At this time of year, patients with lupus, rheumatoid arthritis, and other autoimmune diseases always ask, “Should I get a flu vaccination?” At this time in our history, many patients are also asking, “Should I get a smallpox vaccination?” These questions are really about three more general questions:
- Are patients with autoimmune diseases unusually susceptible to flu or smallpox?
- Can patients with autoimmune diseases be adequately protected if they do receive a vaccination?
- Is the vaccine safe, in the sense that it can either cause autoimmune disease to worsen or can cause complications by itself?
The brief answers, which are different depending on the disease and vaccine, are:
1. Patients taking immunosuppressive drugs, including prednisone or other corticosteroids, and those with lung and/or kidney disease, are unusually susceptible to flu.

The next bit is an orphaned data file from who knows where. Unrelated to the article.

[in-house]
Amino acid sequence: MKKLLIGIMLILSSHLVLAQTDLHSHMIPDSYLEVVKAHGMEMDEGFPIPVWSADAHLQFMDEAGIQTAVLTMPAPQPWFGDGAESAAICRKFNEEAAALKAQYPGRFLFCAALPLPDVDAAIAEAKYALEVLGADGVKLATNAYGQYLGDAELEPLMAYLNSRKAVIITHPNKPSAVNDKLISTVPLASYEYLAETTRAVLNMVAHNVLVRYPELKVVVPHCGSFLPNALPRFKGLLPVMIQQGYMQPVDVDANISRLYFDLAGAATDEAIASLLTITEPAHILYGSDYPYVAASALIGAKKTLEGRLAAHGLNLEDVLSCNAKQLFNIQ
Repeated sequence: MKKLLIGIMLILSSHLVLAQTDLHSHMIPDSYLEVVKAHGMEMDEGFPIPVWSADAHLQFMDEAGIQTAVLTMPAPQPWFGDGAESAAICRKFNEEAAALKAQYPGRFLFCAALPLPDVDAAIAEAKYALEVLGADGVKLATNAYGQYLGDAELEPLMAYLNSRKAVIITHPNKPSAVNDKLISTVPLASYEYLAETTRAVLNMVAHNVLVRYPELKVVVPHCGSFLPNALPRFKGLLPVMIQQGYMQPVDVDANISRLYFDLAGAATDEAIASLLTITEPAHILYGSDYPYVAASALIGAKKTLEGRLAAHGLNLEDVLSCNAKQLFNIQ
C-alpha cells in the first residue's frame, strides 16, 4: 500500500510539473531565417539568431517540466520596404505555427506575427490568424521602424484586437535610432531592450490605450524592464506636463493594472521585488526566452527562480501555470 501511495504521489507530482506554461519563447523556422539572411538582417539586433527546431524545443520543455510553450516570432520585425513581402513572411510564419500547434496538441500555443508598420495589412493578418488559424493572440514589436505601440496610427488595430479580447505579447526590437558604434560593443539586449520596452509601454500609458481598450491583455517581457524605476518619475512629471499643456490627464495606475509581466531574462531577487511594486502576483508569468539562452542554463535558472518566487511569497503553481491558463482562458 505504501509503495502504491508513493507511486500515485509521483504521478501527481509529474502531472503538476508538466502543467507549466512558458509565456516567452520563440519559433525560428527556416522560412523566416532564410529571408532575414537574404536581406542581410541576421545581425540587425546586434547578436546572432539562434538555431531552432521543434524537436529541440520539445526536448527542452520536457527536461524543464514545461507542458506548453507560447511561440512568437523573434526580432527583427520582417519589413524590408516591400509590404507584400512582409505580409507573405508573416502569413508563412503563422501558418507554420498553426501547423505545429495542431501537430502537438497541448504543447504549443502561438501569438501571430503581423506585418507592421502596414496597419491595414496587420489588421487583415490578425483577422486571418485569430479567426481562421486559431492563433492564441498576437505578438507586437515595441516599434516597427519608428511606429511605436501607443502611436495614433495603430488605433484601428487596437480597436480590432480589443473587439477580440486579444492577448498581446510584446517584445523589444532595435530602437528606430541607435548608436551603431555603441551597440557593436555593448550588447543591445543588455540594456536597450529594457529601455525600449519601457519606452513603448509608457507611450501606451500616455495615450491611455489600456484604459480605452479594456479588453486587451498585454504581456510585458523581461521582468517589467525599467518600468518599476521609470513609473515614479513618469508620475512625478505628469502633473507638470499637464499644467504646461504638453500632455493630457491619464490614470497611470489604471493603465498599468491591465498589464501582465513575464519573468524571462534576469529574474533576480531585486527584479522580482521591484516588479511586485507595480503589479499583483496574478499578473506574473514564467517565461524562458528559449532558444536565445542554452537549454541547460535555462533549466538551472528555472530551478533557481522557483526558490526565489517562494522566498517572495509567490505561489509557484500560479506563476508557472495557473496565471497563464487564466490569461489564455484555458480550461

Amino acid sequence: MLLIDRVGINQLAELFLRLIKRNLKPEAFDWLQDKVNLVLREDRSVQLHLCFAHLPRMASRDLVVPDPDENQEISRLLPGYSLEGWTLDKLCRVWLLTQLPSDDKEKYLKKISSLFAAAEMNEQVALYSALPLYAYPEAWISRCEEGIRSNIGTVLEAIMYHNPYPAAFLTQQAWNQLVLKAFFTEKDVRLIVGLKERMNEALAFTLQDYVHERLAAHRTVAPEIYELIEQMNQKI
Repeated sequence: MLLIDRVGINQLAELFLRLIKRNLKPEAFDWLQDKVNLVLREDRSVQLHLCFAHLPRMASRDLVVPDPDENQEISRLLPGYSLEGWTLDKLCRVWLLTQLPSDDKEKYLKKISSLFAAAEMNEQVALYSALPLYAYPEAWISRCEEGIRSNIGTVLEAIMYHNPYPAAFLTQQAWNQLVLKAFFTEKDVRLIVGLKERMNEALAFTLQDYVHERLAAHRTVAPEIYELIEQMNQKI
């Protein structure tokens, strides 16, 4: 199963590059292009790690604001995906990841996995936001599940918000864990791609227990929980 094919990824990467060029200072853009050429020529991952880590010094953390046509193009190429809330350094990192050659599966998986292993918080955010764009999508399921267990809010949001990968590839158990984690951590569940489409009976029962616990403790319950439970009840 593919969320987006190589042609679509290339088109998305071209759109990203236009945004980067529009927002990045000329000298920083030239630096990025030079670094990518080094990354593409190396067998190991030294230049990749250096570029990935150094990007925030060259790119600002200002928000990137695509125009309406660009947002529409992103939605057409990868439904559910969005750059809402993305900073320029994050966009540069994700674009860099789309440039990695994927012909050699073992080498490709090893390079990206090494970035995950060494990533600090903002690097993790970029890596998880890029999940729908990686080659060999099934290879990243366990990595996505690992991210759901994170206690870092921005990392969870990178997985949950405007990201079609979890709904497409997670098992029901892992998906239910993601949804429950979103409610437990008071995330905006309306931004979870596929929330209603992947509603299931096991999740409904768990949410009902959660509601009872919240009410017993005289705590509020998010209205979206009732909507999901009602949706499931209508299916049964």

Although little is known about susceptibility to smallpox, based on what happens with the related varicella virus (which causes chickenpox and shingles), patients on immunosuppressive drugs will likely be at high risk for severe disease if they are exposed to smallpox.
For both diseases, the increased risk includes patients taking: corticosteroids, such as prednisone and methylprednisolone (Medrol); immunosuppressive drugs, such as methotrexate (Rheumatrex, Trexall), azathioprine (Imuran), mycophenolate mofetil (CellCept), cyclophosphamide (Cytoxan), leflunomide (Arava), cyclosporine (Sandimmune, Neoral) and similar drugs; and biologics, such as the TNF-alpha inhibitors infliximab (Remicade) and etanercept (Enbrel) and the IL-1 inhibitor anakinra (Kineret).
2. Flu vaccine successfully protects patients with rheumatic disease, if they are not taking high doses of immunosuppressive drugs.
3. Flu vaccine does not worsen rheumatic disease and is generally well tolerated by rheumatic disease patients.